Thursday, May 11, 2023

Latest Draft Attempt at Explaining "What is Gender?"


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Lately I've been attempting to explore gender as a concept from the angle of...

What even is the point? Why is it useful? 

I fully acknowledge and support that many people find great meaning with it, and I want to understand why. I've also been using these questions to link up with a fancy-sounding concept called epistemic injustice - injustice related to knowledge.

To start with, I want to put to the side for now the societial roles and social control aspects of potential answers to those above question. They very much matter. I also don't want to lose sight of body dysmorphia, but we'll also be getting to that later. It too very much matters as an experience to acknowledge, validate, and discuss. To start with though, I want to begin with another use of gender as a concept which my current attempt to label is that it's a "desire to be seen and known". Known to own self. And able to discuss and explain to others. To explore this, want to bring in epistemic injustice as a concept. 

If you have an experience but can't define or explain it, that can be incredibly disempowering. Two examples that I've seen used as newer-invented ways to explain longstanding occurrences are...

- Sexual harassment

- Postpartum depression

Both always existed. But they were often explained in different (often more problematic) ways. Sexual harassment, especially male on females, was just "boys being boys". Postpartum depression was just another time women were getting "overly emotional". Both were oppressive and disempowering framings of experiences humans were having.

Side note - I didn't mean for both these examples to involve gender, it's just two of the classic examples and I didn't have non-gender ones"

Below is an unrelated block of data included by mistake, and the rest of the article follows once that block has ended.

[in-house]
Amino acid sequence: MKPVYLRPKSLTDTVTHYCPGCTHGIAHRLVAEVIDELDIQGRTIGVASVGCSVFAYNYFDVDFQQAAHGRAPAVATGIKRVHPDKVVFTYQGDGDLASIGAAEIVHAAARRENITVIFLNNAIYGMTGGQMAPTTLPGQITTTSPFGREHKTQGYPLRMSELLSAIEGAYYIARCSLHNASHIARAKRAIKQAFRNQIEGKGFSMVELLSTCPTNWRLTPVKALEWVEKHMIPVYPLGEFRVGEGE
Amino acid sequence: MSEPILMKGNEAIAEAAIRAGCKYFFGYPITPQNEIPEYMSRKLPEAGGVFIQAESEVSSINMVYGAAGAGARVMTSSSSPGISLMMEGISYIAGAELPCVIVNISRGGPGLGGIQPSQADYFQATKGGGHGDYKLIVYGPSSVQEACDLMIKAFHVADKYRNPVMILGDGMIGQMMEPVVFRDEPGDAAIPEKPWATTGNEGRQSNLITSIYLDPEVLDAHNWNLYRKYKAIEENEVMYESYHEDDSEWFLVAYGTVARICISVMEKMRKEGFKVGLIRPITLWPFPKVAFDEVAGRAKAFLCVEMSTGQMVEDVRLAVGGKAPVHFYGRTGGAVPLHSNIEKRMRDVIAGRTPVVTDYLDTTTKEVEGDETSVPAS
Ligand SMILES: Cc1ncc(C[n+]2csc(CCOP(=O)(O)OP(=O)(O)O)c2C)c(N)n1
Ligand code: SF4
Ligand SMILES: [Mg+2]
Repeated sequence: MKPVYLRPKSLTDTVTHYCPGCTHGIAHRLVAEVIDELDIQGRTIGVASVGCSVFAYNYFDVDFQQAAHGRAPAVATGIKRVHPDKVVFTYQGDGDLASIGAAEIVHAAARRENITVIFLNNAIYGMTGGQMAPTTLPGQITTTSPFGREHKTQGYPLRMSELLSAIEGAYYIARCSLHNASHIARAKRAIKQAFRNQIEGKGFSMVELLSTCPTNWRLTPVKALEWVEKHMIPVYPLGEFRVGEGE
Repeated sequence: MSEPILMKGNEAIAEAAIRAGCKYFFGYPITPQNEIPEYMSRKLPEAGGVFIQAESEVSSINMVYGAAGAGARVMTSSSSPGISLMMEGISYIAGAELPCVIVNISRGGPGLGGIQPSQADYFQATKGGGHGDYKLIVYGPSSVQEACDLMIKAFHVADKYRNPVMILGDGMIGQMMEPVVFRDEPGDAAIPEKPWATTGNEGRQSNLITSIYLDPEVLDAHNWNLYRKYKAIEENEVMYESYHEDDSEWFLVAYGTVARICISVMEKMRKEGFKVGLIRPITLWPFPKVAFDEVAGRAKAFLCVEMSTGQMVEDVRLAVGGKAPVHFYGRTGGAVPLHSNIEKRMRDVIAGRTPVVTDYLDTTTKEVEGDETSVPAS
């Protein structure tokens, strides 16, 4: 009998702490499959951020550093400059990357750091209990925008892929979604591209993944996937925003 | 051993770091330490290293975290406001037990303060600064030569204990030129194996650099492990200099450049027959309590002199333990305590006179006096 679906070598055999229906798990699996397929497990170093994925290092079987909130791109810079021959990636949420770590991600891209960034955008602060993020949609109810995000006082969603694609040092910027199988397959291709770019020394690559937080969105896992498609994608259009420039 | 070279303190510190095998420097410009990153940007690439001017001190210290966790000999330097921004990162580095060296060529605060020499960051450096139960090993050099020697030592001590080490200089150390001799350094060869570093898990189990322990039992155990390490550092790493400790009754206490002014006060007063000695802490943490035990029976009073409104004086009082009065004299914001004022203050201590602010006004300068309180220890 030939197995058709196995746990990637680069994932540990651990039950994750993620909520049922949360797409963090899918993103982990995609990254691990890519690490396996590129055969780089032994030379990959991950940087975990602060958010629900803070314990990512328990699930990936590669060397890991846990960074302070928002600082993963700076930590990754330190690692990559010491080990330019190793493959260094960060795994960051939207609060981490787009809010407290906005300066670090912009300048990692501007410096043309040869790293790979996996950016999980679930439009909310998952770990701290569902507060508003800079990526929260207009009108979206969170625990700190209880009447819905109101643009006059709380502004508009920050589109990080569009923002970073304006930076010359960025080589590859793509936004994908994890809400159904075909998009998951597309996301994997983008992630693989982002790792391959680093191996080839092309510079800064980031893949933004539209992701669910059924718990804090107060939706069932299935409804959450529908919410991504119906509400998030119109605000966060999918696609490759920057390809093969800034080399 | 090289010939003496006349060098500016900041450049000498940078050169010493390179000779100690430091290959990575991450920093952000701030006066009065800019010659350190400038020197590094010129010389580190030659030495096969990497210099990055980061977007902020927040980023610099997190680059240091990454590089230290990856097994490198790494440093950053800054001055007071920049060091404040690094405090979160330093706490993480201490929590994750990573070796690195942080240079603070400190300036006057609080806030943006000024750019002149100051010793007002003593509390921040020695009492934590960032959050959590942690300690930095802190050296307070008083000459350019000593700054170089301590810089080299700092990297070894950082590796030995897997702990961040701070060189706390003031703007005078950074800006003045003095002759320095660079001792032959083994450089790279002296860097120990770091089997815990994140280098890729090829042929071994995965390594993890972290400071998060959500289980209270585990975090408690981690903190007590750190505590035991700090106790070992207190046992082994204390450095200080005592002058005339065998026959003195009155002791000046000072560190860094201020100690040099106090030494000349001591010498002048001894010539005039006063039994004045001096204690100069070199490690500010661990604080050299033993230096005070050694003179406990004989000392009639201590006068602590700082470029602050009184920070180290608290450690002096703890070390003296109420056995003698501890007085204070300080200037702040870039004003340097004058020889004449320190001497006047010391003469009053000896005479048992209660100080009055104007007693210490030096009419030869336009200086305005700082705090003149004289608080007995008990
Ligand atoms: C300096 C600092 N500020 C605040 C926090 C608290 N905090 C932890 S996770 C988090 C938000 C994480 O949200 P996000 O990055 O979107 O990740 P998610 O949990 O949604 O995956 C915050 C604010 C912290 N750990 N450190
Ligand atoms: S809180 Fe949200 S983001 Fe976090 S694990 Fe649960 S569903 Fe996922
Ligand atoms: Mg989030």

If that makes sense as a concept, we can now bring that epistemic injustice piece (and it's corollary epistemic justice) back to the "what's the point on gender?" question. There can be a lot of empowerment having a term / concept to define oneself by. Why do I do [behavior/trait/thing]? Oh it's because I'm a [identity]. There's tons of ways to fill that [identity] in. There are a bunch of pros and cons, justice and injustice, in which kinds of options society makes available and popularized. And also which ones society doesn't make available. 

You can be a punk, a gamer, an introvert/extrovert. You can understand yourself through your job role. Etc. There's all sorts of answers. But one that seems deeply interwoven into various human cultures, including the dominant white supremacy patriarchy culture that's held control of supposed "formal knowledge" the West has looked to for 2,000+ years, is the binary gender system.

One question is - what exactly are these collection of [behaviors/traits/things] that supposedly have...

1) A bimodal distribution


2) Historically have been said to directly correlate to which biological sex organs you have

Is this a main part of what gender is being used for people who identify strongly with the concept? Sort of predestined "this is the psyche/personality" I have and this captures explaining that. And, taken a step further, there's a notion that it's the one you're supposed to have. That biology of sex organs somehow predicts or determines likelihood of these attributes. Which seems like a quite a bold claim to make a scientific hypothesis about with any sort of "certainty". Especially given that we have exactly zero established mechanistic understanding of how biological neurons give rise to higher-level cognitive experiences like emotions and complex thoughts. 

Reference Article: Hard Feelings,  Science's Struggle to Define Emotions